Officials Insist EPA Rule Could Turn the Lights Off in Texas
At a hearing today, power companies and state agencies slammed the Environmental Protection Agency over a measure aimed at reducing emissions from power plants in 27 states, including Texas.
At a hearing today in Austin, state power companies and members of various commissions slammed the Environmental Protection Agency because of a measure aimed at reducing emissions from power plants in 27 states, including Texas.
Critics of the Cross-State Air Pollution Rule say it could cause rolling blackouts and the loss of much-needed jobs in Texas and blamed the EPA for not affording the state due process to comment before handing down a Jan. 1, 2012, deadline.
The EPA rule initially proposed in August 2010 did not include Texas in the sulfur dioxide reduction programs. The rule seeks to reduce nitrogen oxides, an ozone precursor, as well as sulfur dioxide, which is not an ozone precursor but can also cause lung damage on the basis that it causes asthma attacks and other illnesses. The Texas Commission on Environmental Quality, the state's environmental agency, said that a year later, the agency gave Texas four months to reduce emissions by 47 percent and did not allow it the same supplemental notice other states like Kansas and Oklahoma were given.
“I think that raises due process and equity concerns because clearly Texas was treated differently from the other states,” Bryan Shaw, chairman of the TCEQ, told the Senate Committee on Natural Resources.
But Tom "Smitty" Smith, Texas director of nonprofit advocacy group Public Citizen, said the rule should not come as a surprise to Texas power companies. He proposed a 12-point plan to be partially completed over the course of the next six months that would utilize more energy saving measures.
“This is stuff you should be doing anyway to lighten the load regardless of whether [the cross-state rule] is in place,” Smith said.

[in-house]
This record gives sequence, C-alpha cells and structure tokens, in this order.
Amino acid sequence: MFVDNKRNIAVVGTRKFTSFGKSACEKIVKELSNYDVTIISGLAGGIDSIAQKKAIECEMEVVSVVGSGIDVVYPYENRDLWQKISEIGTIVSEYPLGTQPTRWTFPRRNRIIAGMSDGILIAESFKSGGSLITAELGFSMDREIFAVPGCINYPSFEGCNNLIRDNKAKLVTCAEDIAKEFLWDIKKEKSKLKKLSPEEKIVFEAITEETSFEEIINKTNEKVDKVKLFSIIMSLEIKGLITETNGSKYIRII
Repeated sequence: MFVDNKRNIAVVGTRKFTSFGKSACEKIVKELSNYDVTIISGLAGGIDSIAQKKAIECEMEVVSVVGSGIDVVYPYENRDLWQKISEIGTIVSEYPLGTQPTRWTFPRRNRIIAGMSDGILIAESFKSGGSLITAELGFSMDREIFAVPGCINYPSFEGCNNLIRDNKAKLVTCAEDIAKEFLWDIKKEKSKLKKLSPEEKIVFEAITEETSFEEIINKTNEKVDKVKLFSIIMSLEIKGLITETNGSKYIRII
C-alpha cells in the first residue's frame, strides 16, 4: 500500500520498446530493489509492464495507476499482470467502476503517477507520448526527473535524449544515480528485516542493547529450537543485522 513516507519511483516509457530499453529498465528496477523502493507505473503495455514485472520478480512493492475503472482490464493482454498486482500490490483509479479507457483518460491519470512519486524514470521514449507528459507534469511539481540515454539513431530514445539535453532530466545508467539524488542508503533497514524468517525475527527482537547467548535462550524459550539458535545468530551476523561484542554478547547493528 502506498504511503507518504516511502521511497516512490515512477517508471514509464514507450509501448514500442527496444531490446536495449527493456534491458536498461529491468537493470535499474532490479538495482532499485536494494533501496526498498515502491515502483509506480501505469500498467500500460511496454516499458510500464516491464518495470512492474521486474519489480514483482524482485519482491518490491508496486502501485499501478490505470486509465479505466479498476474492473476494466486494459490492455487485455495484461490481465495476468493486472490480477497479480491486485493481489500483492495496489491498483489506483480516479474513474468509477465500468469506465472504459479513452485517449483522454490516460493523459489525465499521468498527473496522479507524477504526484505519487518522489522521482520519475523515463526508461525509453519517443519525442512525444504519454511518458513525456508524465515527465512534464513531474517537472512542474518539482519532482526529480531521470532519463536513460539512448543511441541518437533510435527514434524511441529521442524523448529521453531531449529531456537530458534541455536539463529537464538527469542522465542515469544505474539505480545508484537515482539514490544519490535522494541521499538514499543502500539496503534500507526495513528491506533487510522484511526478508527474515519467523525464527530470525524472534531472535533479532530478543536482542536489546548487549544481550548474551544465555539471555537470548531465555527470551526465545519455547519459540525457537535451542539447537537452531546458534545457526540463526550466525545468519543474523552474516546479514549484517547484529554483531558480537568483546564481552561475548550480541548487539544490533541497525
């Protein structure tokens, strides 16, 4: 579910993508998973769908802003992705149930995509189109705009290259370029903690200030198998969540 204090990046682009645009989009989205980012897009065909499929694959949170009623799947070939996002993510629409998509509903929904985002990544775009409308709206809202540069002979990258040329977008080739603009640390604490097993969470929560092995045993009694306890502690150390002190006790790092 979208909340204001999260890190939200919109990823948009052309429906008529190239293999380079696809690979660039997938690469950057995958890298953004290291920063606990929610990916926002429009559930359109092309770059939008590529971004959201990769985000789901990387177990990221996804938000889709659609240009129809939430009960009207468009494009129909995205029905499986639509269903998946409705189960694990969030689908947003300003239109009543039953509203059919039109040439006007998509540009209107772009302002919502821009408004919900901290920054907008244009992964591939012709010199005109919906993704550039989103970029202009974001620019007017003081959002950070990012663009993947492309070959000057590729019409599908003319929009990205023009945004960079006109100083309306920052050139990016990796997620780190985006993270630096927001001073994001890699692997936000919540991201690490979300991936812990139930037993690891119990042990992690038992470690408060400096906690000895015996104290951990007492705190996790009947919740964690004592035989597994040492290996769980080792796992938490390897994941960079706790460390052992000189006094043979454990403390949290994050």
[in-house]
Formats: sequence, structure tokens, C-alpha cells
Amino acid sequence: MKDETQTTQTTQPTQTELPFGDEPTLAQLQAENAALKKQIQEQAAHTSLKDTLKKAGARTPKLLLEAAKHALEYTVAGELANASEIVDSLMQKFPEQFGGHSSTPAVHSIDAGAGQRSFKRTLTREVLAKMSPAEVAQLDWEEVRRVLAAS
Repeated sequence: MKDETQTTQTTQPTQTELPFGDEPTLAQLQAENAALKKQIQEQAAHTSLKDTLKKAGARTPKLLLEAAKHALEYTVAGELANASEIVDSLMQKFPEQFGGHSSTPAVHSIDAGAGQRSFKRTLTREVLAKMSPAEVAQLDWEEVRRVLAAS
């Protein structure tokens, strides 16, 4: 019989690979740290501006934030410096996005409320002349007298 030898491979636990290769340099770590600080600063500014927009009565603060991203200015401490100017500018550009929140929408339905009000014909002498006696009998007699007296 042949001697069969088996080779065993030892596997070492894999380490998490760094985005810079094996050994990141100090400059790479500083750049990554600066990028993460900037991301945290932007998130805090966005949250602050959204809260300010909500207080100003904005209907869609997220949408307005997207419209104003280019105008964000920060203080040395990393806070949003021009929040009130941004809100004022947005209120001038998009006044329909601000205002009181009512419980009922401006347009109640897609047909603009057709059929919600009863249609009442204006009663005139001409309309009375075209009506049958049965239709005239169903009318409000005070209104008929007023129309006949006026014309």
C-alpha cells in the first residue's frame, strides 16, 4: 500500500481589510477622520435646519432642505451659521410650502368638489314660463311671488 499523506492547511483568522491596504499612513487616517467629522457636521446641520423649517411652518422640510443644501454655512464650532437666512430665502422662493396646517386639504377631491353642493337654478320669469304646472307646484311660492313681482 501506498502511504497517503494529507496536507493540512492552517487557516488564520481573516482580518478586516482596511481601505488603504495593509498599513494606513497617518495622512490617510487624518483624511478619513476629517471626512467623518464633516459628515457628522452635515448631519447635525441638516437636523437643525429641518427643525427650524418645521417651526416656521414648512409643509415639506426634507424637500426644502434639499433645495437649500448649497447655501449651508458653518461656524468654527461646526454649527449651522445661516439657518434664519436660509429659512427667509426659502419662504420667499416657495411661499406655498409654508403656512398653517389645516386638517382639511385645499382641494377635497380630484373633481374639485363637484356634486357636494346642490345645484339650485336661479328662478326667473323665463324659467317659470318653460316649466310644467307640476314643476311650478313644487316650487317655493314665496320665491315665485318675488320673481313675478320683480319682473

The majority opinion at the committee, however, sided against the EPA, maintaining that the inclusion of Texas in the rule was unjustified and the modeling and assumptions used to include Texas were flawed. There were also concerns that the changes would hurt Texas competitiveness.
“We have people in Washington who are willing to spend billions of dollars to create new jobs, but they’re not willing to come down to Texas to save jobs,” said state Sen. Kevin Eltife, R-Tyler.
Among those testifying before the committee was David Campbell, CEO of Luminant, a major power generator. Luminant announced Monday that it filed suit against the EPA because the rule would force the company to shut down plants and lay off at least 500 workers.
A letter dated Sept. 11 to Campbell from Bob Perciasepe, deputy administrator of the EPA, said the agency's decision to make technical adjustments that would give Texas and Luminant thousands of additional tons of pollution allowances to reduce required emission reductions. The letter also advised that Campbell and Luminant seek other alternatives before considering shutting down plants.
René Lara, legislative and political director for the Texas AFL-CIO,said his group's main concern is the timeline, which could force layoffs, but said the letter from the EPA gives him hope.
“We appreciate that letter very much because it acknowledges that they are also considering that the jobs are at risk,” Lara said. “It seems like they’re willing to be flexible to support the jobs, and if the industry is willing to work that out with the EPA, we hopefully will not see those layoffs come to fruition.”
Gary Gibbs, manager of environment and government affairs for American Electric Power Texas, said the rule would instead force the state to purchase power and allowances from other states to ensure the lights don’t turn off, citing how close the state came to rolling blackouts because of the hotter than usual temperatures this summer. Gibbs said he is fairly certain his company will file suit against the EPA.
The primary concern of the Electric Reliability Council of Texas, the state grid operator, is the implementation timeline, said Trip Doggett, its president and CEO. Doggett said had the rule been in place this summer, the state could not have survived August without rolling outages.
“This [rule] places vulnerable citizens at a significant health and safety risk, low income and elderly most likely to be impacted by increased electricity cost and the potential for rolling blackouts,” Shaw said.
In the coming days, an additional hearing is scheduled to discuss the rule with the Committee on Science, Space and Technology.
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